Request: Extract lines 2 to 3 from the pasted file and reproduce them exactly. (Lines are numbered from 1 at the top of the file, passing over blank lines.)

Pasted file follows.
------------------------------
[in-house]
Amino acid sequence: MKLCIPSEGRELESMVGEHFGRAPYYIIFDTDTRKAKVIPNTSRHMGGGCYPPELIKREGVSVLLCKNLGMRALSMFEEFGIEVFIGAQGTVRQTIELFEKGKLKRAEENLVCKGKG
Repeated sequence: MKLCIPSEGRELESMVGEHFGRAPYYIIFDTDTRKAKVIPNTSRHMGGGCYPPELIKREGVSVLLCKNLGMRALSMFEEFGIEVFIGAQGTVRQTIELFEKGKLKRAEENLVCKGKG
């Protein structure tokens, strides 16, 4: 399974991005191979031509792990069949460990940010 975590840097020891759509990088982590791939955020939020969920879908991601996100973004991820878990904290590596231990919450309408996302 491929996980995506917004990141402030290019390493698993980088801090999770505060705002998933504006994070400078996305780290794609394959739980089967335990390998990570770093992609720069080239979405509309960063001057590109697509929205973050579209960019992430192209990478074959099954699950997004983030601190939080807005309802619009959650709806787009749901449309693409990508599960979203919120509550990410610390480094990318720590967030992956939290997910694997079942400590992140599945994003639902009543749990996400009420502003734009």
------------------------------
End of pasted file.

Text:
Amino acid sequence: MKLCIPSEGRELESMVGEHFGRAPYYIIFDTDTRKAKVIPNTSRHMGGGCYPPELIKREGVSVLLCKNLGMRALSMFEEFGIEVFIGAQGTVRQTIELFEKGKLKRAEENLVCKGKG
Repeated sequence: MKLCIPSEGRELESMVGEHFGRAPYYIIFDTDTRKAKVIPNTSRHMGGGCYPPELIKREGVSVLLCKNLGMRALSMFEEFGIEVFIGAQGTVRQTIELFEKGKLKRAEENLVCKGKG